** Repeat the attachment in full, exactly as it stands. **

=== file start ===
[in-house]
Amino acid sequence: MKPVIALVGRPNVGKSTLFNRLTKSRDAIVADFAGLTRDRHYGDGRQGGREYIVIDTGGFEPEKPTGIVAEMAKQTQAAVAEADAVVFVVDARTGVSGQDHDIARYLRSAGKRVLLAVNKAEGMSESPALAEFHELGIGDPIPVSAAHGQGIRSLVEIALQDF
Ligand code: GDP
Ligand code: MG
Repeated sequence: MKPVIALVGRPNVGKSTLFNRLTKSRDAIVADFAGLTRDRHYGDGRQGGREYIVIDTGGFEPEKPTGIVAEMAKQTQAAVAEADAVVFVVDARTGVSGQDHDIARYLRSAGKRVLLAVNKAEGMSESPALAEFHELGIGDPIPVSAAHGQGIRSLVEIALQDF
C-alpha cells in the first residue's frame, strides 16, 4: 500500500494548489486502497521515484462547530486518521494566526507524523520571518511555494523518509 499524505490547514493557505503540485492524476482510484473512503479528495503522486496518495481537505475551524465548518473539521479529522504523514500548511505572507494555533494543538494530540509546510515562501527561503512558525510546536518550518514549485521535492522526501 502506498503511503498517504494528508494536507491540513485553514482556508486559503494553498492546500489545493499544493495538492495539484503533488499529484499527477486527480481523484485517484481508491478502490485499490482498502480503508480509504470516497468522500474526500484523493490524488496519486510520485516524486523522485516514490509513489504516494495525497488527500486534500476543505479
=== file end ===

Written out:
[in-house]
Amino acid sequence: MKPVIALVGRPNVGKSTLFNRLTKSRDAIVADFAGLTRDRHYGDGRQGGREYIVIDTGGFEPEKPTGIVAEMAKQTQAAVAEADAVVFVVDARTGVSGQDHDIARYLRSAGKRVLLAVNKAEGMSESPALAEFHELGIGDPIPVSAAHGQGIRSLVEIALQDF
Ligand code: GDP
Ligand code: MG
Repeated sequence: MKPVIALVGRPNVGKSTLFNRLTKSRDAIVADFAGLTRDRHYGDGRQGGREYIVIDTGGFEPEKPTGIVAEMAKQTQAAVAEADAVVFVVDARTGVSGQDHDIARYLRSAGKRVLLAVNKAEGMSESPALAEFHELGIGDPIPVSAAHGQGIRSLVEIALQDF
C-alpha cells in the first residue's frame, strides 16, 4: 500500500494548489486502497521515484462547530486518521494566526507524523520571518511555494523518509 499524505490547514493557505503540485492524476482510484473512503479528495503522486496518495481537505475551524465548518473539521479529522504523514500548511505572507494555533494543538494530540509546510515562501527561503512558525510546536518550518514549485521535492522526501 502506498503511503498517504494528508494536507491540513485553514482556508486559503494553498492546500489545493499544493495538492495539484503533488499529484499527477486527480481523484485517484481508491478502490485499490482498502480503508480509504470516497468522500474526500484523493490524488496519486510520485516524486523522485516514490509513489504516494495525497488527500486534500476543505479